J. L. BELL is a Massachusetts writer who specializes in (among other things) the start of the American Revolution in and around Boston. He is particularly interested in the experiences of children in 1765-75. He has published scholarly papers and popular articles for both children and adults. He was consultant for an episode of History Detectives, and contributed to a display at Minute Man National Historic Park.

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Tuesday, January 23, 2018

Continental Army Paperwork to Transcribe

The Newberry Library in Chicago announced it has just digitized a collection of Continental Army receipts for clothing, food, and other supplies. And it’s asking for volunteers to help transcribe those documents.

More detail:
Found in the papers of Chauncey Whittelsey, a Yale-educated clergyman and Connecticut-based merchant who served as purchasing agent for the Continental Army during the American Revolution, the receipts help reveal another front-line in the Revolutionary war: supplying the Continental Army. Yet a problem remains: no digitally searchable transcriptions of the Whittelsey papers presently exist.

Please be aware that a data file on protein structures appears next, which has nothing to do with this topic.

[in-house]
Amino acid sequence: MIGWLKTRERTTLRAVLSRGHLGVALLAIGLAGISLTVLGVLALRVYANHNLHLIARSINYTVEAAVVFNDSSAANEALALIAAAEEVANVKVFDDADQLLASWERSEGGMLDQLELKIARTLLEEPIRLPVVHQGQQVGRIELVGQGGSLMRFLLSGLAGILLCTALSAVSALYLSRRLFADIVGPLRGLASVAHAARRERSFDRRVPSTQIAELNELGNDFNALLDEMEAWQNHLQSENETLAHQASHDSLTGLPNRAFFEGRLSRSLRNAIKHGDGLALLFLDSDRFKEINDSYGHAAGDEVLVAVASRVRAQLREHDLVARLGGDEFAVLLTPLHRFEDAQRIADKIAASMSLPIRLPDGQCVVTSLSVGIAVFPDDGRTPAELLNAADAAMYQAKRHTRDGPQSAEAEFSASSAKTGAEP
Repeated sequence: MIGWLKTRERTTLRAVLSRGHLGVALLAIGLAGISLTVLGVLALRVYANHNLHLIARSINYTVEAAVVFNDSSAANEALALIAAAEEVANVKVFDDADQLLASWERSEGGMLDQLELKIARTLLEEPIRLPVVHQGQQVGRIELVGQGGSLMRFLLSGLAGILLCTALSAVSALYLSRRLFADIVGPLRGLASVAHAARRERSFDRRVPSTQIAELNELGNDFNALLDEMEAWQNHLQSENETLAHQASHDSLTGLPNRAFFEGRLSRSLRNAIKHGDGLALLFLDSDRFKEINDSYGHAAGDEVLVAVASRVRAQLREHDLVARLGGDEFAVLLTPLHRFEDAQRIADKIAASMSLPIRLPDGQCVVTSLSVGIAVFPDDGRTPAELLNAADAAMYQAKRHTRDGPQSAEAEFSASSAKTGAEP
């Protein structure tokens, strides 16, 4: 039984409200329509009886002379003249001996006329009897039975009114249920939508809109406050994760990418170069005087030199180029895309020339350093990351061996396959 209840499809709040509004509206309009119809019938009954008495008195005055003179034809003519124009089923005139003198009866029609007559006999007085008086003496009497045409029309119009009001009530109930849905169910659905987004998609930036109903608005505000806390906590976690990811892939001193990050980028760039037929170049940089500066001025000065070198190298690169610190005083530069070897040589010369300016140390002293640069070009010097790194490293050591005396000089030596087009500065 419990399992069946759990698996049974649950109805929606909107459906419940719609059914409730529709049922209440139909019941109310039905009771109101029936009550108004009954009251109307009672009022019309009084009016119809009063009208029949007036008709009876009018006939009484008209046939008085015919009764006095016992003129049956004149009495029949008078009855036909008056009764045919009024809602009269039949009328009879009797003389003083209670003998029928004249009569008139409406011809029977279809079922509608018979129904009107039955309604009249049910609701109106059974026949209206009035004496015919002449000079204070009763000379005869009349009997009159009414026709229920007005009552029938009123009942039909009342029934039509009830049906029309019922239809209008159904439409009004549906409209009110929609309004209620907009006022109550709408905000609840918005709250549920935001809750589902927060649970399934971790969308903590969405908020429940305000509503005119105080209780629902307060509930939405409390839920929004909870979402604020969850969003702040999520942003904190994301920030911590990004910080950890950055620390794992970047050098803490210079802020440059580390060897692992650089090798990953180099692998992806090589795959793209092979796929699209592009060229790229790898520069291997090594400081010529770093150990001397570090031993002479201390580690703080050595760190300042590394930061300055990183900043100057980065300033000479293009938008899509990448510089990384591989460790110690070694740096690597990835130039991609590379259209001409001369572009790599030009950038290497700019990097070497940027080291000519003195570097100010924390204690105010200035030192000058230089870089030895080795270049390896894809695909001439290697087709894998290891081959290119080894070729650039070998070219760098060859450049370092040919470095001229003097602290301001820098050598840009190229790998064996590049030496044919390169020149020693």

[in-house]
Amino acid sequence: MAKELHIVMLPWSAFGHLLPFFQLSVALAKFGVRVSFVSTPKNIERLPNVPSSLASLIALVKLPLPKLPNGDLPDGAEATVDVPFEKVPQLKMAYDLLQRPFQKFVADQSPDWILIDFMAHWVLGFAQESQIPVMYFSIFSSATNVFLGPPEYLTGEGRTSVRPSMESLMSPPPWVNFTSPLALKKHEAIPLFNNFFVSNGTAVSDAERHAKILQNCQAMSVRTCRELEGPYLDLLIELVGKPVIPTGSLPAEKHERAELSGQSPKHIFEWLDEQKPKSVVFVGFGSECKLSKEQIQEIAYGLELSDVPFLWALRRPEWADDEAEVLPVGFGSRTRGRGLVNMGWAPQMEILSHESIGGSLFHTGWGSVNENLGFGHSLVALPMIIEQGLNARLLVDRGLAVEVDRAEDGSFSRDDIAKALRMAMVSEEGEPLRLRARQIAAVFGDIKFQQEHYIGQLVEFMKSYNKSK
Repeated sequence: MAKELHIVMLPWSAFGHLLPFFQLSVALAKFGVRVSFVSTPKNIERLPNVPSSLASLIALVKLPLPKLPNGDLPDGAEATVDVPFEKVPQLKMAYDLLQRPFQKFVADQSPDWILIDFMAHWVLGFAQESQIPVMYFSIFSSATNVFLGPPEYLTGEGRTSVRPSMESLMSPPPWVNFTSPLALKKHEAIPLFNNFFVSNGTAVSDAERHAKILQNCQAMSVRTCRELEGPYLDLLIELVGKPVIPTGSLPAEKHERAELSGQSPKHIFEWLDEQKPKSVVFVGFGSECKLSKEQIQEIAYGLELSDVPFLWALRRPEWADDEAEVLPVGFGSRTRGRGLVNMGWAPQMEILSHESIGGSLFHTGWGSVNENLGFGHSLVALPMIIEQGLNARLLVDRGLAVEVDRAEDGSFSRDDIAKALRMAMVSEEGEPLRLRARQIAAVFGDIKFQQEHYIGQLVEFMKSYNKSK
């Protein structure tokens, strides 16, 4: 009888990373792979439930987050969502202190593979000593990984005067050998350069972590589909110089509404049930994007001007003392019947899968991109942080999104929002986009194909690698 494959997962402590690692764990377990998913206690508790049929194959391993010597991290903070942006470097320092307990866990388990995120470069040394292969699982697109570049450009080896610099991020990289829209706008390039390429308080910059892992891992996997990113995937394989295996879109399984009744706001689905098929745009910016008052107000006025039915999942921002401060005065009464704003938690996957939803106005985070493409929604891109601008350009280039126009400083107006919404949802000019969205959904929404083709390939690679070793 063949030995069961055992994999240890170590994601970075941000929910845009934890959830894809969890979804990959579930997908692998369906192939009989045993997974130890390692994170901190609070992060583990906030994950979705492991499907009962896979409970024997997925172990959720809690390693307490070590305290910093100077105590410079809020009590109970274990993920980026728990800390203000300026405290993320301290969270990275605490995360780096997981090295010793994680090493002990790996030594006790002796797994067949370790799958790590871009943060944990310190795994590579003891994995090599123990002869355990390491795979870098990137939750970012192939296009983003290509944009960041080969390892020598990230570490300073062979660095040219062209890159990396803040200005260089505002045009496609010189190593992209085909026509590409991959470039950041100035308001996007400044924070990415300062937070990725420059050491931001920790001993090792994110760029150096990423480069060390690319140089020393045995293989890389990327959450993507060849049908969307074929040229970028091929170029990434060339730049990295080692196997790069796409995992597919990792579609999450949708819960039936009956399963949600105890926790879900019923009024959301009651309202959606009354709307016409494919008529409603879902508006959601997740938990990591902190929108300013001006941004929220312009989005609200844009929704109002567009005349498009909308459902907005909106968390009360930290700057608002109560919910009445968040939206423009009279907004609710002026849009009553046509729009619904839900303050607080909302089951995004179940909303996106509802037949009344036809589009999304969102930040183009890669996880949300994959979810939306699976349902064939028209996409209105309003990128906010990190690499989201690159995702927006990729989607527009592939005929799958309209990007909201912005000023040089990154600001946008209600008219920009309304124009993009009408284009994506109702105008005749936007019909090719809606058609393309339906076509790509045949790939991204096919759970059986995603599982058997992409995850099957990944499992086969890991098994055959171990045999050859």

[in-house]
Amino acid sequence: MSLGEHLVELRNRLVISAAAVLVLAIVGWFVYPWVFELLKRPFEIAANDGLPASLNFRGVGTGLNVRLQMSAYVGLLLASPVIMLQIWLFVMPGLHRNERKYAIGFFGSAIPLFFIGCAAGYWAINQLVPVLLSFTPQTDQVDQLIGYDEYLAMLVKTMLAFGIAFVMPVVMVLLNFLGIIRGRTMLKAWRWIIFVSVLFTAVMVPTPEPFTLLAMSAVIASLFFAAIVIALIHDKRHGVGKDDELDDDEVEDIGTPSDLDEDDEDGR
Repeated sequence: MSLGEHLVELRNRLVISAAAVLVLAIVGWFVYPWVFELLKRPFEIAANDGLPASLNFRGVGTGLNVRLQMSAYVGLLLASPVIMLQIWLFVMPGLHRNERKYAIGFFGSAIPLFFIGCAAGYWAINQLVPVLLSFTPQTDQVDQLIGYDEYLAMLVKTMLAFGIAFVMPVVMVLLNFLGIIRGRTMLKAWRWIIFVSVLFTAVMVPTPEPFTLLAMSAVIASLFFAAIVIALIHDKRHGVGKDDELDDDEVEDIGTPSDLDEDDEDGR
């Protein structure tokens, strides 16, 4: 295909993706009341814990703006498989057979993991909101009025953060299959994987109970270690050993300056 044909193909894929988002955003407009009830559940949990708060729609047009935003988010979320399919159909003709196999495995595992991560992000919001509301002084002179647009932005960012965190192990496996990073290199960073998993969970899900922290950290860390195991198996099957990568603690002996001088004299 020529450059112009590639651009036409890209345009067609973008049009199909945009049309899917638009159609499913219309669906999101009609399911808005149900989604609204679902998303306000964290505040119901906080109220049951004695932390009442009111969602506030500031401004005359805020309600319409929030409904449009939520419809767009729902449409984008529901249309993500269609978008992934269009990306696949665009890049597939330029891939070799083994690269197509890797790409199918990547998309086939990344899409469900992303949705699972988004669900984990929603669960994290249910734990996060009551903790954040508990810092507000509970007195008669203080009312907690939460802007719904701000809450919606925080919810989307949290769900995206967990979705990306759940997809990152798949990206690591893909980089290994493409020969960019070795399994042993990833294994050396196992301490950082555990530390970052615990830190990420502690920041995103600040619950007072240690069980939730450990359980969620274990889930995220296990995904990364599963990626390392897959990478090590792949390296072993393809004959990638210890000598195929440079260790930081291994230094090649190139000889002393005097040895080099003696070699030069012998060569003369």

In order to help scholars make use of Whittelsey’s receipts and other similar manuscripts, the Newberry developed Transcribing Modern Manuscripts, a crowdsourced transcription site that allows members of the public to help transcribe almost 30,000 pages of eighteenth- and nineteenth-century American manuscripts. Once completed, these transcriptions promise to deepen our understanding of American history and shed light on overlooked but important actors like Chauncey Whittelsey.

And certainly, Whittelsey’s role was important. As purchasing agent, he was responsible for supplying the Continental Army with those essential goods – from frock coats, stockings, and beaver hats to axes, firearms, cheese, and rum (lots of rum) – that enabled the war effort to proceed. His receipts thus provide a glimpse into the commercial networks that sustained the Revolutionary Army.
So far the collections on the Transcribing Modern Manuscripts page all seem to come from the nineteenth and twentieth centuries, after Americans dropped the long s and dictionaries codified spellings. But presumably expressions of interest from volunteers interested in eighteenth-century documents might widen the scope.

Library staffer Matthew Clarke posits that the transcriptions could lead to “a map that displays the geographic nodes in this commercial network, along with the names of town authorities, sums of money transferred, and types of goods exchanged.”

1 comment:

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